"I wanted to embrace his cleverness. That's how I came across trick training, because I couldn't ride him yet. I started learning about partnerships and relationship-based training, and learned to communicate with him effectively."
As the years passed, Hank became Regan's trail horse, then learned competitive trail. Along the way, Regan founded the non-profit For Hank's Sake, dedicated to rehabilitating and retraining neglected horses. She also launched her Equinox Stables, a programme that offers natural horsemanship training, equine nutrition counseling, and equine business consulting.
Now Hank teaches beginners to ride, and his softest spot has been revealed.
"Hank just has a special side of him that loves children. He's so gentle with them," Regan said. "When he's working with kids, that horse will not act up. He is 100 per cent there for that child. He's really amazing that way."
The next chapter for Hank was one that thrust him into the brightest spotlight yet – his Salvation Army campaign.
"I got turned down a lot," Regan said. "People didn't really feel confident about a horse ringing the bell. But I knew Hank could have a big impact on the community and kids in need.
"I became very focused on training him for big crowds, the clamour of Christmas music, people all around him. He trained for about six months. Our friends at the Lexington chapter of the Salvation Army were some of our biggest supporters, and we were able to make it happen thanks to Lexington Green."
Duane Regan, a Vietnam veteran and Kentucky native, rang the bell for the Salvation Army every season. The organisation once put food on the table and clothes on his back, helping his family through tough times, and he wanted to give back.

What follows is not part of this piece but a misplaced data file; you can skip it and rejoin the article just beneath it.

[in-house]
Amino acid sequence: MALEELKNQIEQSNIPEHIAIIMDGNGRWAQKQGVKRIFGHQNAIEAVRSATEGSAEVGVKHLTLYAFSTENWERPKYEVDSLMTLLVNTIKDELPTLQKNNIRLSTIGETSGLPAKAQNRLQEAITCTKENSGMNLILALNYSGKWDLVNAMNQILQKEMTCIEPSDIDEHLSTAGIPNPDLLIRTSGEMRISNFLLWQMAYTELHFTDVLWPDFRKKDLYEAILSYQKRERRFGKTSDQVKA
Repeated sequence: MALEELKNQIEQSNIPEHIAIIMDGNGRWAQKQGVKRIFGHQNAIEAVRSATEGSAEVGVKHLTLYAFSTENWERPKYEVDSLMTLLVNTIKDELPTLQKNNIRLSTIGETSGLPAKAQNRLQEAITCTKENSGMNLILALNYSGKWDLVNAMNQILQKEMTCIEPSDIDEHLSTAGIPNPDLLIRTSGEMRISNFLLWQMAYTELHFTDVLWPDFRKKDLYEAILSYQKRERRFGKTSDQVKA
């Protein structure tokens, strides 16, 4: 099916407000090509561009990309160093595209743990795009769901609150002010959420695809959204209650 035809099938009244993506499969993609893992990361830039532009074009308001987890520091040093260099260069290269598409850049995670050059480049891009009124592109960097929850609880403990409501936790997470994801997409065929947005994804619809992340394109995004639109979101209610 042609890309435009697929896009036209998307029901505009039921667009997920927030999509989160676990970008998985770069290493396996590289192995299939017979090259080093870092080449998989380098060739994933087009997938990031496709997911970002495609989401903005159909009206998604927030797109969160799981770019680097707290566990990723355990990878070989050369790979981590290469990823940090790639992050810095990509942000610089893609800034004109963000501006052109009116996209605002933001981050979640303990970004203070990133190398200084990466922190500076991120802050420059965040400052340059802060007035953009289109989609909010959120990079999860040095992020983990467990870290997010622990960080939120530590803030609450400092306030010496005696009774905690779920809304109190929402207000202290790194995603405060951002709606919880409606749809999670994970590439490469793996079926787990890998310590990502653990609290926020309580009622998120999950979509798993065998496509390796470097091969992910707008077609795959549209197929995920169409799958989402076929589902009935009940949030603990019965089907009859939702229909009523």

His legacy lives on through Tammi and her sister, Victoria Clark. Clark and her husband Thomas serve as ministers at a Salvation Army church in Coshocton, Ohio.
"My dad taught us about our mortality at a young age," Regan said. "He taught us to leave our footprint and to follow our dreams.
"Last year it was very special for me to see the promise I made come true, and this year we have a chance to make a global impact. To think a playful little promise to my father could turn into a global inspiration of giving. Tthat's something my dad would be so proud of."
Regan's mission this season is a simple one. "I want to raise as much as I can to help tackle homelessness and hunger, and to support the Salvation Army's youth programme," she said. "That's the wonderful thing about the Salvation Army. There are multiple opportunities to donate to areas that resonate with everyone."
Hank will ring the bell at the Mall at Lexington Green on December 3, 5, 13, 18, 20, 23, and 24.
You can also vote for Hank's decorated kettle on the Lexington Salvation Army's Facebook page as part of their Creative Kettles campaign.
The top five kettles, determined by the number of votes and donations each one receives, will be revealed at Fayette Mall on December 14.
"I know a lot of eyes are going to be on Hank this season," Regan said. "I'm super proud of him. He's so willing and generous in spirit. This is his moment to shine."